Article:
That's enough about ethnography

Research output: Contribution to journalArticle

147 Citations (Scopus)

Abstract

Ethnography has become a term so overused, both in anthropology and in contingent disciplines, that it has lost much of its meaning. I argue that to attribute “ethnographicness” to encounters with those among whom we carry on our research, or more generally to fieldwork, is to undermine both the ontological commitment and the educational purpose of anthropology as a discipline, and of its principal way of working—namely participant observation. It is also to reproduce a pernicious distinction between those with whom we study and learn, respectively within and beyond the academy. Anthropology’s obsession with ethnography, more than anything else, is curtailing its public voice. The way to regain it is through reasserting the value of anthropology as a forward-moving discipline dedicated to healing the rupture between imagination and real life.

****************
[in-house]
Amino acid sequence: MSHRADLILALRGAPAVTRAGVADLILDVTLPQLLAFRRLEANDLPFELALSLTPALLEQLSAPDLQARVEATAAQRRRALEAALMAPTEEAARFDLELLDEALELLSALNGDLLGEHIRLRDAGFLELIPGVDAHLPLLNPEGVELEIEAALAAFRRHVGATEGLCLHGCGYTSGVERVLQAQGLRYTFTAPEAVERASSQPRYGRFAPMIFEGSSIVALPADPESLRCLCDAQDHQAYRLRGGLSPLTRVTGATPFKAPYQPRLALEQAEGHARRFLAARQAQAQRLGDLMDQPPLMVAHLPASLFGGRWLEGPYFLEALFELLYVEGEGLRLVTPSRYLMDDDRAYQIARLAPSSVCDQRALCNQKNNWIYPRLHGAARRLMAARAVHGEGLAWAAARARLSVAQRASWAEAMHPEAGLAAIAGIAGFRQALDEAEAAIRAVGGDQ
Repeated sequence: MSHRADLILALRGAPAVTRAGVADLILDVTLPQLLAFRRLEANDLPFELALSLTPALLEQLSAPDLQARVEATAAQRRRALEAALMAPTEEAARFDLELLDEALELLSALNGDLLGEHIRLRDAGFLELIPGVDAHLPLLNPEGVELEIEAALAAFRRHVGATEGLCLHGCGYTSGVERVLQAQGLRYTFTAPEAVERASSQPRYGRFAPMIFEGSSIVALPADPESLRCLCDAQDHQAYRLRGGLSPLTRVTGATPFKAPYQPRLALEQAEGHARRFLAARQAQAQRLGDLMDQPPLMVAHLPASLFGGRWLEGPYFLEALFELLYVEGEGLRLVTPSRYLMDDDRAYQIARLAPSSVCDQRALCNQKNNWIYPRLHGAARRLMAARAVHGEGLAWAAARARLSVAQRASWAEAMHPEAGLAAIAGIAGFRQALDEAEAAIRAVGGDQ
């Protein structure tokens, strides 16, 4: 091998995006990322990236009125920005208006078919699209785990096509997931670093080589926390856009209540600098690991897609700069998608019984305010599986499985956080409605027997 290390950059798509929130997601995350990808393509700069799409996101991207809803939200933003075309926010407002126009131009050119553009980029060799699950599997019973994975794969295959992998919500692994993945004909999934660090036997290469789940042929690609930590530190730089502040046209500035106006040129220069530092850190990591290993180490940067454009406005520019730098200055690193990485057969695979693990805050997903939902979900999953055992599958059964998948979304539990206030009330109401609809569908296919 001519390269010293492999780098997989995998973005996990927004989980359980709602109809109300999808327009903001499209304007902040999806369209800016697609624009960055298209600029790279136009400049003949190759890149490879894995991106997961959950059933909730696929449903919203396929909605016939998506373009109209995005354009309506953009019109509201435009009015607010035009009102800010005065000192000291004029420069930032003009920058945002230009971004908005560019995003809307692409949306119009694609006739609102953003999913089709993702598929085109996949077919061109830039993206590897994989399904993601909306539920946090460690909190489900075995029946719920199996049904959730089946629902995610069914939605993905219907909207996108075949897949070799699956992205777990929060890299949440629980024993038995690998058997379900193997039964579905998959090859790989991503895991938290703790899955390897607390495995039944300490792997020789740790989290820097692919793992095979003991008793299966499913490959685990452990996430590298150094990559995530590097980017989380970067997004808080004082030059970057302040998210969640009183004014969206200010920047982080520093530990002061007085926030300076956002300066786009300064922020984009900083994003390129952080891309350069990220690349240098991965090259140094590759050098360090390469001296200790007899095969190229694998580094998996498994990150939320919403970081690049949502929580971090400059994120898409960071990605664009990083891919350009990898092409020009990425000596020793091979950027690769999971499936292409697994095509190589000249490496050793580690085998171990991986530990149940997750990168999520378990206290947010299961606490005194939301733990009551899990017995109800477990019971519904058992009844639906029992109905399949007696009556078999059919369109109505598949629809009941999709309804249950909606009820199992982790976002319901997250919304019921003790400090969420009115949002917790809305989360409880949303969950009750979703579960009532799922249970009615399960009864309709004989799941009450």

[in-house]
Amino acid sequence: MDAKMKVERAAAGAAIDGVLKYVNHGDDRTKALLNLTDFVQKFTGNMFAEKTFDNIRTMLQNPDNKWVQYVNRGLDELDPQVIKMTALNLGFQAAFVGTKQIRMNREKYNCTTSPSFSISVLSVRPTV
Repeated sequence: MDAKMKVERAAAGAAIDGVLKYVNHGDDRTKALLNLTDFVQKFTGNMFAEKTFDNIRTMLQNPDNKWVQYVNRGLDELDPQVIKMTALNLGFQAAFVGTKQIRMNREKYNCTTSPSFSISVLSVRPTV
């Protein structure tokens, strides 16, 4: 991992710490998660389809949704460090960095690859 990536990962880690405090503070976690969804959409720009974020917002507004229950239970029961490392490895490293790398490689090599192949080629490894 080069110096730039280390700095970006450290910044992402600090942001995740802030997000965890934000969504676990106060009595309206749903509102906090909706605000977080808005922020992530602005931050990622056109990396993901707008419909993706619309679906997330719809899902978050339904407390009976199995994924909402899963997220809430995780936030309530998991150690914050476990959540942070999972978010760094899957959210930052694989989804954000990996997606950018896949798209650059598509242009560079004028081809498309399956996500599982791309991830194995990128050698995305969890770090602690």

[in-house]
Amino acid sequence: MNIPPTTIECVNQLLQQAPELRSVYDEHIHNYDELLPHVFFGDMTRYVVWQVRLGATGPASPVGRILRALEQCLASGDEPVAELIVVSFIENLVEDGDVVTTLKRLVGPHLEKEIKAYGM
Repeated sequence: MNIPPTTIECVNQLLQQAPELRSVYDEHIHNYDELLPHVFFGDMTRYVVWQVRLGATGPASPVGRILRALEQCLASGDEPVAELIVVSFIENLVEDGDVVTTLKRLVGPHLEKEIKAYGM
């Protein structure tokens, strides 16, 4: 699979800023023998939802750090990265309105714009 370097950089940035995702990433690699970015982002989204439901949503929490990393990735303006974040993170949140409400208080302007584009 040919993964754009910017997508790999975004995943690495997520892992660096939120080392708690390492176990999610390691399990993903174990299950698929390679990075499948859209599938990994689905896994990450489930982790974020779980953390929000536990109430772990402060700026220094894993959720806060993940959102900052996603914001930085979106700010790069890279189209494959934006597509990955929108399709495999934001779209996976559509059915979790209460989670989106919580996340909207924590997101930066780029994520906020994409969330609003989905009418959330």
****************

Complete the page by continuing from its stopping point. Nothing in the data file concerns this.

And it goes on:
Original languageEnglish
Pages (from-to)383-395
Number of pages13
JournalHau: Journal of Ethnographic Theory
Volume4
Issue number1
DOIs
Publication statusPublished - 2014

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ethnography
anthropology
participant observation
academy
commitment
Values
imagination

Keywords

  • correspondence
  • education
  • ethnography
  • fieldwork
  • method
  • participant observation
  • theory

Cite this

That's enough about ethnography. / Ingold, Tim.

In: Hau: Journal of Ethnographic Theory, Vol. 4, No. 1, 2014, p. 383-395.

Research output: Contribution to journalArticle

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